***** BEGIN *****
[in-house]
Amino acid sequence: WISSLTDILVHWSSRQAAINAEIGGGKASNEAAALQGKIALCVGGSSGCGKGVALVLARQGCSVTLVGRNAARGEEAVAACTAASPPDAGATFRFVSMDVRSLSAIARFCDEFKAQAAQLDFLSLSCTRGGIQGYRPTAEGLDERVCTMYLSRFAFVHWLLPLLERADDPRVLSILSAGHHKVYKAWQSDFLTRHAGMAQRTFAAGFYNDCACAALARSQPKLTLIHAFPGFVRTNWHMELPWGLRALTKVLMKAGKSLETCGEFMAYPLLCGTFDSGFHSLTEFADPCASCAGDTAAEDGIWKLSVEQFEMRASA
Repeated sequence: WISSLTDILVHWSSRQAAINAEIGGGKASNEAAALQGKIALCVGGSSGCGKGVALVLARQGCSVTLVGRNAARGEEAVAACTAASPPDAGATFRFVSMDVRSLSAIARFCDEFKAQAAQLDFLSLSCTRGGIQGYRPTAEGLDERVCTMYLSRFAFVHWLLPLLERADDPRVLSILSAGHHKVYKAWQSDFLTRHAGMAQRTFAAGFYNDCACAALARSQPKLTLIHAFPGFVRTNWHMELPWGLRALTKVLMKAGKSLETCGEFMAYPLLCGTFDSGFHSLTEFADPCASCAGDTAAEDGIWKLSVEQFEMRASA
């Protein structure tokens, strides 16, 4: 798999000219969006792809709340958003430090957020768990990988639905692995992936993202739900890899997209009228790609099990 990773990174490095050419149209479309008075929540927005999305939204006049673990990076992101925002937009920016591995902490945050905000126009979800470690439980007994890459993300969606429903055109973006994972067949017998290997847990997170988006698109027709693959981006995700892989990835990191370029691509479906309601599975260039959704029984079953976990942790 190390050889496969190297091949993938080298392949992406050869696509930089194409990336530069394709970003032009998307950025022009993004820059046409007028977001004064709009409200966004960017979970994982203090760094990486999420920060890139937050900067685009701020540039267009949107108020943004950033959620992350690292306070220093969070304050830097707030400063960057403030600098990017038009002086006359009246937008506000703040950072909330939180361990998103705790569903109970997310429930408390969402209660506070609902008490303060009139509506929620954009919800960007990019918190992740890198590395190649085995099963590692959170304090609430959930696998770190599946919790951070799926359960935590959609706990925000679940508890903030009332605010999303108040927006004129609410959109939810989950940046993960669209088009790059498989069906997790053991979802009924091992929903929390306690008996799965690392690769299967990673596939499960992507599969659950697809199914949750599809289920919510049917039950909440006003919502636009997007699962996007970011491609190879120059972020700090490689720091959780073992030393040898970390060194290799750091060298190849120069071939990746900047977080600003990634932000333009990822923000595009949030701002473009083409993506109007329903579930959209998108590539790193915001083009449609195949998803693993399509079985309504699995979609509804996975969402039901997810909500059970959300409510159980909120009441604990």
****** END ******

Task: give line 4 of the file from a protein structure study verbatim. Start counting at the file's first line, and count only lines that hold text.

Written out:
């Protein structure tokens, strides 16, 4: 798999000219969006792809709340958003430090957020768990990988639905692995992936993202739900890899997209009228790609099990 990773990174490095050419149209479309008075929540927005999305939204006049673990990076992101925002937009920016591995902490945050905000126009979800470690439980007994890459993300969606429903055109973006994972067949017998290997847990997170988006698109027709693959981006995700892989990835990191370029691509479906309601599975260039959704029984079953976990942790 190390050889496969190297091949993938080298392949992406050869696509930089194409990336530069394709970003032009998307950025022009993004820059046409007028977001004064709009409200966004960017979970994982203090760094990486999420920060890139937050900067685009701020540039267009949107108020943004950033959620992350690292306070220093969070304050830097707030400063960057403030600098990017038009002086006359009246937008506000703040950072909330939180361990998103705790569903109970997310429930408390969402209660506070609902008490303060009139509506929620954009919800960007990019918190992740890198590395190649085995099963590692959170304090609430959930696998770190599946919790951070799926359960935590959609706990925000679940508890903030009332605010999303108040927006004129609410959109939810989950940046993960669209088009790059498989069906997790053991979802009924091992929903929390306690008996799965690392690769299967990673596939499960992507599969659950697809199914949750599809289920919510049917039950909440006003919502636009997007699962996007970011491609190879120059972020700090490689720091959780073992030393040898970390060194290799750091060298190849120069071939990746900047977080600003990634932000333009990822923000595009949030701002473009083409993506109007329903579930959209998108590539790193915001083009449609195949998803693993399509079985309504699995979609509804996975969402039901997810909500059970959300409510159980909120009441604990």